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When did the Red Army/Soviet Army adopt...

Article about: ...the ribbon bar method of displaying awards? I am curious if such a ribbon bar is correct for use on a GPW era uniform? Was it used in lieu of displaying the medals, or in conjunction with

  1. #1

    Default When did the Red Army/Soviet Army adopt...

    ...the ribbon bar method of displaying awards?

    I am curious if such a ribbon bar is correct for use on a GPW era uniform? Was it used in lieu of displaying the medals, or in conjunction with the display of medals.

    Was it only used on dress, or parade uniforms (which is what the photographic evidence tends to suggest)?

    Any information is appreciated.

    Spaceba

    Boridin
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  3. #2

    Default Re: When did the Red Army/Soviet Army adopt...

    19 June 1943

    I do not own, or have seen any period images of them being worn in combat - only on service/everyday wear; postwar.
    .

    Fellow collectors are NOT adversaries to be bested...

    ☭ "Ричик, я не понимаю, почему, почему ты тратишь деньги на эти вещи!" ☭

  4. #3

    Default Re: When did the Red Army/Soviet Army adopt...

    Richie;

    I agree, I have seen no evidence that they were worn on combat uniforms. do you know if they were worn in lieu of medals, or in conjunction with?

    Spaceba

    Boridin

  5. #4
    comrade coffin
    ?

    Default Re: When did the Red Army/Soviet Army adopt...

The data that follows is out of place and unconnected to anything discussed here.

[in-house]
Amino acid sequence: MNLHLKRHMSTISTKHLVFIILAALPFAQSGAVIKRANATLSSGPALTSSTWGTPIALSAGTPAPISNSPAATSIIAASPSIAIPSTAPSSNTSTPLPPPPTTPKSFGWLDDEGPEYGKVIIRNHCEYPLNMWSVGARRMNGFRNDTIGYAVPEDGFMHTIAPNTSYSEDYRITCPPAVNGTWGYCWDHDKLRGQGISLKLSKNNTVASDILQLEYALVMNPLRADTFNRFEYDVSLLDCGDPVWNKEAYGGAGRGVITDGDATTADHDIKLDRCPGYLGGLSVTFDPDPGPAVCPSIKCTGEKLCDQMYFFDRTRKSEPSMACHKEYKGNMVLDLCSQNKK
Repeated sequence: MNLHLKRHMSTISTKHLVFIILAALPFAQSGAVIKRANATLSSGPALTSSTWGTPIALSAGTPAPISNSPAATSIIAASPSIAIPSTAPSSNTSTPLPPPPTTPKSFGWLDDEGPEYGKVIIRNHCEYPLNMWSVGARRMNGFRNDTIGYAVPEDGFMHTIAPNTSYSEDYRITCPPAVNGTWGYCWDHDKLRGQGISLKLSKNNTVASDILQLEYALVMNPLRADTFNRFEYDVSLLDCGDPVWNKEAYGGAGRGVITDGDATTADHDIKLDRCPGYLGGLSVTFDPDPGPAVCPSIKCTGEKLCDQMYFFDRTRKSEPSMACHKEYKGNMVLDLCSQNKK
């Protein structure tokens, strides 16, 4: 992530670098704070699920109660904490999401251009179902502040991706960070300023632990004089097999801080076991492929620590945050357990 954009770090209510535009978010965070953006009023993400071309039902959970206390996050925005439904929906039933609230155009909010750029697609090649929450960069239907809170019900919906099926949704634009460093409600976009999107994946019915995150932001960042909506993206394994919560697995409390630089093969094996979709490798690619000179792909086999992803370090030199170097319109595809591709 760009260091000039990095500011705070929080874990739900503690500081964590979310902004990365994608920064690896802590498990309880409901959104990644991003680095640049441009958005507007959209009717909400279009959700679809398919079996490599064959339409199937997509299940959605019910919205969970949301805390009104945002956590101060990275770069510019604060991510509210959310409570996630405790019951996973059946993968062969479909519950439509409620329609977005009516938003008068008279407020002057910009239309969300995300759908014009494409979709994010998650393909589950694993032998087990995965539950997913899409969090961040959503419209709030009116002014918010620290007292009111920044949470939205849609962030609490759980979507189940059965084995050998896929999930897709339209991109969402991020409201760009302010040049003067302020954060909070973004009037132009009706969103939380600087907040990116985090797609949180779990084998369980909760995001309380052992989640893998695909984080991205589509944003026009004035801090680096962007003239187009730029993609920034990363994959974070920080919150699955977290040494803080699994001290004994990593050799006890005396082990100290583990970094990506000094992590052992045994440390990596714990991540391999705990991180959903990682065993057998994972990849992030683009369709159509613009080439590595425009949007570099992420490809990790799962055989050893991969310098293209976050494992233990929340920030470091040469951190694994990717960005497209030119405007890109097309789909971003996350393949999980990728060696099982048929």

In Alexander Pyl'cyn's memoir 'Penalty Strike', he mentions the fact that he knew the award(s?) of an officer sent to his straffbat by the medal ribbon(s?) on his uniform. The incident took place in the late war period. However, he does not mention whether the uniform was combat fatigues, or parade, although it seems unlikely that a sentenced officer would be sent to a penal battalion in his kitel & galiffes. I shall try & dig out the book form my tottering piles of literature & type the exact text into this post.

  6. #5

    Default Re: When did the Red Army/Soviet Army adopt...

    Here is the only image I have found with them in use on a field uniform. IMO, definitely postwar...
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    .

    Fellow collectors are NOT adversaries to be bested...

    ☭ "Ричик, я не понимаю, почему, почему ты тратишь деньги на эти вещи!" ☭

  7. #6
    ?

    Default Re: When did the Red Army/Soviet Army adopt...

    Quote by RedHorseman25 View Post
    ...the ribbon bar method of displaying awards?

    I am curious if such a ribbon bar is correct for use on a GPW era uniform? Was it used in lieu of displaying the medals, or in conjunction with the display of medals.
    I could have sworn I've seen a few GPW-era photos of ribbon bars in wear, but if Richie says "no" than no it is; he's got a lot more experience than I. Of the photo's I have seen the bars are always worn in lieu of medals.
    The 'capture of' medals were instituted after the war was over (well, technically not because Japan had not surrendured yet) so I'd guess that there's a .01% chance a bar like that could be worn during war time. But considering it's apparent condition I'd expect it would have been made up in the last 20 years (or days).

  8. #7

    Default Re: When did the Red Army/Soviet Army adopt...

    Quote by RichieC View Post